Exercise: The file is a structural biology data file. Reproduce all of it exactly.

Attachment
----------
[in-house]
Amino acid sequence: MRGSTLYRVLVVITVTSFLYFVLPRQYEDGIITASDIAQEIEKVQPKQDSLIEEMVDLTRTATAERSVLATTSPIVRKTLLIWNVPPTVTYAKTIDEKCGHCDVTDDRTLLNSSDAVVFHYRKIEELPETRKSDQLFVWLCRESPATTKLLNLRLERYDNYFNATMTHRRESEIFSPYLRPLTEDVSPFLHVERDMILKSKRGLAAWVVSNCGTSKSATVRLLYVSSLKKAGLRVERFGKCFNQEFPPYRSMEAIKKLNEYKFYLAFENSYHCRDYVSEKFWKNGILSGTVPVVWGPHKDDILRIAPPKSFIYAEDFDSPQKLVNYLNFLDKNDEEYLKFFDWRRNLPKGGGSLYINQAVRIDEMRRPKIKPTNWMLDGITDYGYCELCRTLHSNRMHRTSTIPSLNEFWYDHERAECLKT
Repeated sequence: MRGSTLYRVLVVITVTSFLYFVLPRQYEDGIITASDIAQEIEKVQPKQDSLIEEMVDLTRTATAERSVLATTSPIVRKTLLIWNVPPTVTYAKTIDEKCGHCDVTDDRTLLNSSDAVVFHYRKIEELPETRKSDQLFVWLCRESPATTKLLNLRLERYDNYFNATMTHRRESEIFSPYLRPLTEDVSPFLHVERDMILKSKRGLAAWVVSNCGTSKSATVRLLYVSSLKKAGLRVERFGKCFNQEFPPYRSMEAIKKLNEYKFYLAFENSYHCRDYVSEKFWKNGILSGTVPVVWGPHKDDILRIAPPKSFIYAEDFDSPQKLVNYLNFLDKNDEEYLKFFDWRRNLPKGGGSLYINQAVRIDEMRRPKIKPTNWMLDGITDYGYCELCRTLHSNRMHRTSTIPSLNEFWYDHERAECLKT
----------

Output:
[in-house]
Amino acid sequence: MRGSTLYRVLVVITVTSFLYFVLPRQYEDGIITASDIAQEIEKVQPKQDSLIEEMVDLTRTATAERSVLATTSPIVRKTLLIWNVPPTVTYAKTIDEKCGHCDVTDDRTLLNSSDAVVFHYRKIEELPETRKSDQLFVWLCRESPATTKLLNLRLERYDNYFNATMTHRRESEIFSPYLRPLTEDVSPFLHVERDMILKSKRGLAAWVVSNCGTSKSATVRLLYVSSLKKAGLRVERFGKCFNQEFPPYRSMEAIKKLNEYKFYLAFENSYHCRDYVSEKFWKNGILSGTVPVVWGPHKDDILRIAPPKSFIYAEDFDSPQKLVNYLNFLDKNDEEYLKFFDWRRNLPKGGGSLYINQAVRIDEMRRPKIKPTNWMLDGITDYGYCELCRTLHSNRMHRTSTIPSLNEFWYDHERAECLKT
Repeated sequence: MRGSTLYRVLVVITVTSFLYFVLPRQYEDGIITASDIAQEIEKVQPKQDSLIEEMVDLTRTATAERSVLATTSPIVRKTLLIWNVPPTVTYAKTIDEKCGHCDVTDDRTLLNSSDAVVFHYRKIEELPETRKSDQLFVWLCRESPATTKLLNLRLERYDNYFNATMTHRRESEIFSPYLRPLTEDVSPFLHVERDMILKSKRGLAAWVVSNCGTSKSATVRLLYVSSLKKAGLRVERFGKCFNQEFPPYRSMEAIKKLNEYKFYLAFENSYHCRDYVSEKFWKNGILSGTVPVVWGPHKDDILRIAPPKSFIYAEDFDSPQKLVNYLNFLDKNDEEYLKFFDWRRNLPKGGGSLYINQAVRIDEMRRPKIKPTNWMLDGITDYGYCELCRTLHSNRMHRTSTIPSLNEFWYDHERAECLKT